Review of The Companions by R.A. Salvatore

March 5, 2015 by · Leave a Comment
Filed under: Reviews 

SFFaudio Review

The CompanionsThe Companions (Forgotten Realms: The Sundering, Book 1)
By R.A. Salvatore; Narrated by Victor Bevine
Publisher: Brilliance Audio
[UNABRIDGED] – 15 hours

Themes: / fantasy / magic / Forgotten Realms / wizard /

Publisher summary:

On the dusty plains of Netheril, a young Bedine girl spins a web of forbidden magic, obliterating a pair of assassins with a single lightning strike. On the banks of the Sea of Fallen Stars, a tiny thief walks willingly into battle with a ruthless killer, a wide grin upon his face. In the tunnels of Citadel Felbarr, a dwarfling is ambushed and strikes back with an attack well beyond his apparent strength and years. These three seemingly unrelated commoners, growing up across the far reaches of the Forgotten Realms®, hold the fate of Faerûn’s most famous dark elf, Drizzt Do’Urden, in their hands. But that fate is far from certain. For in the shadows a cunning cabal of wizards is watching, intent on hunting Chosen—mortals blessed by the gods. These wizards know something mere commoners do not: Long-forgotten gods have begun to stir. Long-lost lands have begun to tremble. The world around them is about to change. And these wizards will do whatever it takes to turn the coming chaos to their advantage. In this first book of the six-book Sundering series, New York Times bestselling author R.A. Salvatore launches a major world-shaping event that will revive old favorites, introduce new complications, and move his signature hero Drizzt into a restored era of the Forgotten Realms.

Oh, Salvatore. Never change.

Drizzt Do’Urden is back in The Companions, although in a very limited fashion. The bulk of the story focuses on Cattie-brie, Bruenor, and Regis as they are (I am not making this up) sent back to live again, from birth onwards, in order to help Drizzt far after their original deaths.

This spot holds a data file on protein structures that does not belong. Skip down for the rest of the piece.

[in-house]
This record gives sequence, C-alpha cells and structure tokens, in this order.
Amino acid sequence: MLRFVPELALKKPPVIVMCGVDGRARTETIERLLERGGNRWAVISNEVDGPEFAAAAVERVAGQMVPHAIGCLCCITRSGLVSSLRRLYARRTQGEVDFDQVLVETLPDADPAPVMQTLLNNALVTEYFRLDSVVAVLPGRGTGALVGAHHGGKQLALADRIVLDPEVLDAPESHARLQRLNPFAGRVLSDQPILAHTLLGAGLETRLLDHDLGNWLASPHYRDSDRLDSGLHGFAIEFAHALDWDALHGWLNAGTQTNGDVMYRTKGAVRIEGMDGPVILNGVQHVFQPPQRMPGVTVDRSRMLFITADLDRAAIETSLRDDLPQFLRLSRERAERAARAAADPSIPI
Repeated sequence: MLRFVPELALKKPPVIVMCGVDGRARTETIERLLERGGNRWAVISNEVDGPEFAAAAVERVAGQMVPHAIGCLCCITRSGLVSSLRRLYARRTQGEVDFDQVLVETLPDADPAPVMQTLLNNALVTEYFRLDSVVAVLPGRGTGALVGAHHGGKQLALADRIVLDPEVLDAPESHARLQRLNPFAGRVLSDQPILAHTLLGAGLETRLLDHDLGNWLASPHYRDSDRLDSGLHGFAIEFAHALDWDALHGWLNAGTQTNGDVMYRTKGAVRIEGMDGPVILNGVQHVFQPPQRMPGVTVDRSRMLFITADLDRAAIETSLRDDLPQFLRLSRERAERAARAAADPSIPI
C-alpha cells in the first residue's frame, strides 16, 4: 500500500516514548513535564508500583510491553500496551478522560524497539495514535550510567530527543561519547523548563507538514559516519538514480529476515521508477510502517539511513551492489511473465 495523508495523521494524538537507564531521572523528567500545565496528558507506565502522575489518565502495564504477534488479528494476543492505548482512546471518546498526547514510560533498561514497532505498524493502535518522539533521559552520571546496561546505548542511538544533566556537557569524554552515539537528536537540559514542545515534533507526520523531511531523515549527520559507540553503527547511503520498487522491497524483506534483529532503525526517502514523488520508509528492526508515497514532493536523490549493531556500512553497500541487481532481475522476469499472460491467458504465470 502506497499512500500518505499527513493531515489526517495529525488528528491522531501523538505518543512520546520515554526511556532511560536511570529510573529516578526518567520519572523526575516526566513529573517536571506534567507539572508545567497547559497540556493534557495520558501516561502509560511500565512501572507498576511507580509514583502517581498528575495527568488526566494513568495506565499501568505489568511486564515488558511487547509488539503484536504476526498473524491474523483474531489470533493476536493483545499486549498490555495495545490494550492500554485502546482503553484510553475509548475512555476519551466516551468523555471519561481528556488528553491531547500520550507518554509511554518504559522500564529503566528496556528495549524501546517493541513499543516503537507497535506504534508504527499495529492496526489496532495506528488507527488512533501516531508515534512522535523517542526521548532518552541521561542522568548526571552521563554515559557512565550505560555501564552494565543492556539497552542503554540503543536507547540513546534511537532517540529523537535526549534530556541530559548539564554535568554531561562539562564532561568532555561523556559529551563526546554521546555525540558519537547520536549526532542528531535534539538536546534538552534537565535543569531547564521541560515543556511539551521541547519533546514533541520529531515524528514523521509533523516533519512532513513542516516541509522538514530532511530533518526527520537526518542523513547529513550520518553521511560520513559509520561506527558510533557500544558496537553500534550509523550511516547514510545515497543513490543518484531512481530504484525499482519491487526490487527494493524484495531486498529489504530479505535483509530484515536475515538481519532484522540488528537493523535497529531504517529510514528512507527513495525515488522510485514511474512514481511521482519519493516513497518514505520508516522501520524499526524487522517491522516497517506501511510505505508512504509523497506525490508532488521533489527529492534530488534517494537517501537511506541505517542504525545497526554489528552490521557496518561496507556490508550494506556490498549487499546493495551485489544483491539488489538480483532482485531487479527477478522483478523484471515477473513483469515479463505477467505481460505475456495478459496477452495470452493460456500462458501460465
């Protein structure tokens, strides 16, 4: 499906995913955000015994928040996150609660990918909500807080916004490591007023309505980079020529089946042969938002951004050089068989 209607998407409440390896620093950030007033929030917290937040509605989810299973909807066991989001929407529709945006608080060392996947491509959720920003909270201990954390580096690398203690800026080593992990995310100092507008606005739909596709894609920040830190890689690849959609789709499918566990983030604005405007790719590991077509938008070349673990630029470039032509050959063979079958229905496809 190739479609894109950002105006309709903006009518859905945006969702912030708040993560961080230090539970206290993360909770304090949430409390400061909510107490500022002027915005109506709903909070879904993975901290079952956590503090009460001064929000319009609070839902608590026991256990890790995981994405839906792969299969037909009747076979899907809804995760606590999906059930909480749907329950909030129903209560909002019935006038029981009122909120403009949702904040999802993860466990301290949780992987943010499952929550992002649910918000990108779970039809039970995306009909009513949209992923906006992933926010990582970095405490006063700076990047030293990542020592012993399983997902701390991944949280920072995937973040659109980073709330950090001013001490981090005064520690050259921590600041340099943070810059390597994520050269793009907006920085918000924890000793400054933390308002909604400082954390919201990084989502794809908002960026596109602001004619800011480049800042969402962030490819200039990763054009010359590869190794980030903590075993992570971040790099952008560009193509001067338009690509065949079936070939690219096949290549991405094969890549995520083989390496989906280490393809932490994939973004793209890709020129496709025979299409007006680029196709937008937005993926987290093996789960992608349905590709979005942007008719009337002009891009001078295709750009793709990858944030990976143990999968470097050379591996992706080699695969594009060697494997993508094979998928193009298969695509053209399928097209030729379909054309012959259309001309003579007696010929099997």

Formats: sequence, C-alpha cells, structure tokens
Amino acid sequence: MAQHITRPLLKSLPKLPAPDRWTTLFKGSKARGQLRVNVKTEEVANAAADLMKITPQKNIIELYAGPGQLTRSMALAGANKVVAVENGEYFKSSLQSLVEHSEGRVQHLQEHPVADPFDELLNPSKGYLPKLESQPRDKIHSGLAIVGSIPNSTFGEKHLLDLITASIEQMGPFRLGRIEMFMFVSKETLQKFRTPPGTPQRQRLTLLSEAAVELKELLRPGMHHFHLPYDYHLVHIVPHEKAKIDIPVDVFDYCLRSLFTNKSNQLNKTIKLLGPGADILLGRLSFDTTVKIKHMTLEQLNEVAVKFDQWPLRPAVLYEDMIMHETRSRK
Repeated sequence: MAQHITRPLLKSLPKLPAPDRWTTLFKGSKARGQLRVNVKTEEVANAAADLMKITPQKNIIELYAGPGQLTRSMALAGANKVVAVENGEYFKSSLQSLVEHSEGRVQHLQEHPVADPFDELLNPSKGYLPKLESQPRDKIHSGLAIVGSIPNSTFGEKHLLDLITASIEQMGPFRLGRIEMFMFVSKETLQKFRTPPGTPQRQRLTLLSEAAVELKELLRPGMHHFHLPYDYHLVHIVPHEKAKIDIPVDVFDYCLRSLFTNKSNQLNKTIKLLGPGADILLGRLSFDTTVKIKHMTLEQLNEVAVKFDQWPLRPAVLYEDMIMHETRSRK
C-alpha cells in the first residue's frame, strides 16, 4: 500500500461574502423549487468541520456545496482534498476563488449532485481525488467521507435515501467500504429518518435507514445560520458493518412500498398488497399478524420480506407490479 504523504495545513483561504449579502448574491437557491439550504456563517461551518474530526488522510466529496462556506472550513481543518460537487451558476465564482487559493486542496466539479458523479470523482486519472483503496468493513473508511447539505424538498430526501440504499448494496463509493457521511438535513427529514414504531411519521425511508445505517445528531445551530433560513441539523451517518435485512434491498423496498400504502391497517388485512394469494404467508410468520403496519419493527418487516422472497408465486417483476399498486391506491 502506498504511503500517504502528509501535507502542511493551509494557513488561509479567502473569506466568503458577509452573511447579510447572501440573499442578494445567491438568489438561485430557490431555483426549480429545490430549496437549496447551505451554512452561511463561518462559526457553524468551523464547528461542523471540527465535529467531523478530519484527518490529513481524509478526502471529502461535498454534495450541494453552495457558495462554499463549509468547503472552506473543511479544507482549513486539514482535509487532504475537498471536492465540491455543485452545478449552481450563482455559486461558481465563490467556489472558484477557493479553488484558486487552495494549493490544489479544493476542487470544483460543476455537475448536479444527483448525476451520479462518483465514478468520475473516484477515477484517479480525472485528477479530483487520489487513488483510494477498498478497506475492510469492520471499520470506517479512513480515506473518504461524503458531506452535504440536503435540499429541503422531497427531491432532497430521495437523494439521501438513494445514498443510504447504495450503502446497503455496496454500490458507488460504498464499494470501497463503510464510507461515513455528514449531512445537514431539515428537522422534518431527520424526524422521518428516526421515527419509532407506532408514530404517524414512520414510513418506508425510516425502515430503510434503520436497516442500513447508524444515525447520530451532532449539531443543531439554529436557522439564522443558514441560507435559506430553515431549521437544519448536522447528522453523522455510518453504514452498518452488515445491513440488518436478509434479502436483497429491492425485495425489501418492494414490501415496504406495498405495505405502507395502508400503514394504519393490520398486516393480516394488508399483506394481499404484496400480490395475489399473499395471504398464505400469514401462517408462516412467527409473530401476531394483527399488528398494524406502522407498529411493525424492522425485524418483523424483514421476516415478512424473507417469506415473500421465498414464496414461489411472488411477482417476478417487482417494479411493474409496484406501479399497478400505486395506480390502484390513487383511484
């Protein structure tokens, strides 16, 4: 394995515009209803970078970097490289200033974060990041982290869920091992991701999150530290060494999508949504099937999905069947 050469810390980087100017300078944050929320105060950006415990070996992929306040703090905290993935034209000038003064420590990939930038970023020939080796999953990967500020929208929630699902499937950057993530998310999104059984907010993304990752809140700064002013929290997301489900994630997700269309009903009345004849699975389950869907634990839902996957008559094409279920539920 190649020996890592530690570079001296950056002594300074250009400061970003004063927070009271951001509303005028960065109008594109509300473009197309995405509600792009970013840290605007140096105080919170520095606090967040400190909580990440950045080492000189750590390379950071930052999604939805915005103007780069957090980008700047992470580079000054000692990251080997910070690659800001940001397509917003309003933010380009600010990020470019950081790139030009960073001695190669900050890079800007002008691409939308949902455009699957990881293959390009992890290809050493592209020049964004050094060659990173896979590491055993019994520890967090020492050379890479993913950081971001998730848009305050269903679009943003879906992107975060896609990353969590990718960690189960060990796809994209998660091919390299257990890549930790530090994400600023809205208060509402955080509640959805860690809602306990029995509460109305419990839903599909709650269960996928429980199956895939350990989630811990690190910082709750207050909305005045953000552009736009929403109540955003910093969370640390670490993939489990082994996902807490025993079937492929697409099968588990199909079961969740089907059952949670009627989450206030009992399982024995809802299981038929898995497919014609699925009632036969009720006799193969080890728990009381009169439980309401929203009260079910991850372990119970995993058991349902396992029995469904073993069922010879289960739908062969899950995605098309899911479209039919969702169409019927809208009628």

Yep. They have adult consciousness in baby bodies. They’re aware of the sensation of being birthed. They have completely adult, mature minds trapped in little toddler dwarf/human/halfling bodies. They have to struggle through relearning how to walk, eat, be toilet trained…let me back up.

Mielikki, a goddess of nature, allows the Companions to chose whether to be reborn in order to help Drizzt in a time of great need. Wulfgar appears to chose not to, electing to go to his heavenly reward instead, but the others are all reborn and go through childhood. They constantly work to hide their identities while being somewhat torn in their loyalties. The story culminates with their reunion with a wounded Drizzt and his magical panther, Guenhwyvar. Even Wulfgar shows up at the end, and it’s nicely set up for the next book in the series.

Did I mention the vampire drow? Or the dolphins? This book has it all.

Except for the beginning and end, Drizzt is not part of the action. He has escaped capture and is considered lost, so instead each chapter begins with a letter of his, a seeming memoir, on a theme that is then touched upon in Cattie-brie, Bruenor, and Regis’s new lives.